Since a few decades, palynologists not only consider pollen grains and bryophytes and pteridophytes spores in palynological samples, but also any other kind of micro-fossil preserved. Such rests – called non-pollen palynomorphs – come from various origin. Most of them are fungal remains or algae, but there are also plant and animal remains, dinoflagellates, etc.
I'm often asked how to identify them. There is unfortunately no universal method. Bas van Geel, who initiated their systematic identification in the University of Amsterdam, compiled thousands of photographs in a lab book, that you can download here.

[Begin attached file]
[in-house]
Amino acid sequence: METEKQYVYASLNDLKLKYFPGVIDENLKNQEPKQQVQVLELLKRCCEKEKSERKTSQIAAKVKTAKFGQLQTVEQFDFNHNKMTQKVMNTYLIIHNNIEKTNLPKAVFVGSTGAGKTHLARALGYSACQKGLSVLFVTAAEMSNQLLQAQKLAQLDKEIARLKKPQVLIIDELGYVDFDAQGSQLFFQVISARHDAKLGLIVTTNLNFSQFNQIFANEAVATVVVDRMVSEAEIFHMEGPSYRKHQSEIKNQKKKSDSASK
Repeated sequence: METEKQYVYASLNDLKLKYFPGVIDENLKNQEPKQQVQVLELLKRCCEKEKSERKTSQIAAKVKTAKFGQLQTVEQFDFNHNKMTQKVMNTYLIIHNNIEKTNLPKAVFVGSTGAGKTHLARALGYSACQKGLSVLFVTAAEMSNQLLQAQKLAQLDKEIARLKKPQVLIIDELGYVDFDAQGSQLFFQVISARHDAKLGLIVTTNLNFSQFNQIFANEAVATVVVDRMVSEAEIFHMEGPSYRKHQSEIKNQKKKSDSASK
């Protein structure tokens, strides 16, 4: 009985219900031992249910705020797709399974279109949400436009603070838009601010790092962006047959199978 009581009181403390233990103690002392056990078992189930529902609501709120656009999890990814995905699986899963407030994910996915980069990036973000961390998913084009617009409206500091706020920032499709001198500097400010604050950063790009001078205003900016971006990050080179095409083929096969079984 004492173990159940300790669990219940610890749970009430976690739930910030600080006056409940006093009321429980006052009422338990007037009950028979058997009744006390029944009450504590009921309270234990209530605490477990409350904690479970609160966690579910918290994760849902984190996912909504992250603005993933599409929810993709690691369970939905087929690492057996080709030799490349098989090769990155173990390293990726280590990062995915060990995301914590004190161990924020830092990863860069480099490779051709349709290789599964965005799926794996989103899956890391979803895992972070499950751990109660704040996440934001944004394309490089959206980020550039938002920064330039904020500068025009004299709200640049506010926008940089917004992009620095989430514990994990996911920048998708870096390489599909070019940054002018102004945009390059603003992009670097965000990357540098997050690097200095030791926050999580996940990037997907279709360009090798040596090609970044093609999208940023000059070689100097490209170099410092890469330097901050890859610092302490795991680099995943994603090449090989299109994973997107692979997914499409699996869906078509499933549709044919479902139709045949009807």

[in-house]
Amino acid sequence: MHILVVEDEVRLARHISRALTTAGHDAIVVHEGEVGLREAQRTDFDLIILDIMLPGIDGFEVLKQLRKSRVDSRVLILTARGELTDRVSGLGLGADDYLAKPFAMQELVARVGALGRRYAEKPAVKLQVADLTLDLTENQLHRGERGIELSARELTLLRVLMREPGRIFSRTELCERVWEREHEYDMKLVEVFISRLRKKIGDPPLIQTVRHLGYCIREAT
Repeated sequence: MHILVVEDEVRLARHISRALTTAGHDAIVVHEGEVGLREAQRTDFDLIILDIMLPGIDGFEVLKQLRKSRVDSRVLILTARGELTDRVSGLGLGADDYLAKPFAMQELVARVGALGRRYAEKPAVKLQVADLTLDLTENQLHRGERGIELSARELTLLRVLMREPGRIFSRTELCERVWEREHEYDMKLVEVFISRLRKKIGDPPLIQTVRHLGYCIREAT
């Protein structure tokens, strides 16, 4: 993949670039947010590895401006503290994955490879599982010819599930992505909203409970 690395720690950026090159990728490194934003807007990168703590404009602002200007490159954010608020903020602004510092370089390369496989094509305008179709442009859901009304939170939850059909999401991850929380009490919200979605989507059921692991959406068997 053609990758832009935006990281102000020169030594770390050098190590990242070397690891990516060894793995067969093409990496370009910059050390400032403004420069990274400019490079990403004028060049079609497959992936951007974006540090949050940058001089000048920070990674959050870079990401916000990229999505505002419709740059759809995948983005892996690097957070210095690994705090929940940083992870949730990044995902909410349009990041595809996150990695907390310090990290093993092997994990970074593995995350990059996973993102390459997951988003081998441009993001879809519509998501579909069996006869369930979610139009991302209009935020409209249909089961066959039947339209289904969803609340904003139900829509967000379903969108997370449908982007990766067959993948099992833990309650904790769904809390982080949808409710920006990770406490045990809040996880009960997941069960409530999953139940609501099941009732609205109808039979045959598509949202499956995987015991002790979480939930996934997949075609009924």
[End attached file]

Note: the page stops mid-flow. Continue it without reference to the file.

A nice document to keep together with this lab book is the paper of Antonella Miola, published in 2012 in Review of Palaeobotany and Palynology. It provides an updated list for most of NPPs described in van Geel's lab book, as well as a few more, and names assigned to more NPPs than previously.
To keep this list up to date, consider joining the regular NPP Workshop (once every two year on average), as well as dedicated NPP sessions held during international conferences, such as during the next EPPC in Dublin.